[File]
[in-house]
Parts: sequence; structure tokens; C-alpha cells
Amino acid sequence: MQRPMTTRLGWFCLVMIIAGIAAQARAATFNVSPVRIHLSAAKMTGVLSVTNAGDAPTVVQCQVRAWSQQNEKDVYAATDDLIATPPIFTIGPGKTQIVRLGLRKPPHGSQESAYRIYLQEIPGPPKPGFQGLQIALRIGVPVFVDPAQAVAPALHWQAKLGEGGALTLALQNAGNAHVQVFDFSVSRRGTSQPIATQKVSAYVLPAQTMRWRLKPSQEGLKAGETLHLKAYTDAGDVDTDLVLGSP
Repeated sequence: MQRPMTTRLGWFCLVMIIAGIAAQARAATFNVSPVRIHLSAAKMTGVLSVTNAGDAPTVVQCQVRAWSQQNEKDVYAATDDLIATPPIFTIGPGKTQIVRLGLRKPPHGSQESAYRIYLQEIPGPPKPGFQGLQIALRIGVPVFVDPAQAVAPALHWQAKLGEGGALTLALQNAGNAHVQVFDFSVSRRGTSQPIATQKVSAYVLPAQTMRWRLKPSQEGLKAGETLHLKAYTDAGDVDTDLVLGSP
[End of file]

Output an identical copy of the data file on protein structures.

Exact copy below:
[in-house]
Parts: sequence; structure tokens; C-alpha cells
Amino acid sequence: MQRPMTTRLGWFCLVMIIAGIAAQARAATFNVSPVRIHLSAAKMTGVLSVTNAGDAPTVVQCQVRAWSQQNEKDVYAATDDLIATPPIFTIGPGKTQIVRLGLRKPPHGSQESAYRIYLQEIPGPPKPGFQGLQIALRIGVPVFVDPAQAVAPALHWQAKLGEGGALTLALQNAGNAHVQVFDFSVSRRGTSQPIATQKVSAYVLPAQTMRWRLKPSQEGLKAGETLHLKAYTDAGDVDTDLVLGSP
Repeated sequence: MQRPMTTRLGWFCLVMIIAGIAAQARAATFNVSPVRIHLSAAKMTGVLSVTNAGDAPTVVQCQVRAWSQQNEKDVYAATDDLIATPPIFTIGPGKTQIVRLGLRKPPHGSQESAYRIYLQEIPGPPKPGFQGLQIALRIGVPVFVDPAQAVAPALHWQAKLGEGGALTLALQNAGNAHVQVFDFSVSRRGTSQPIATQKVSAYVLPAQTMRWRLKPSQEGLKAGETLHLKAYTDAGDVDTDLVLGSP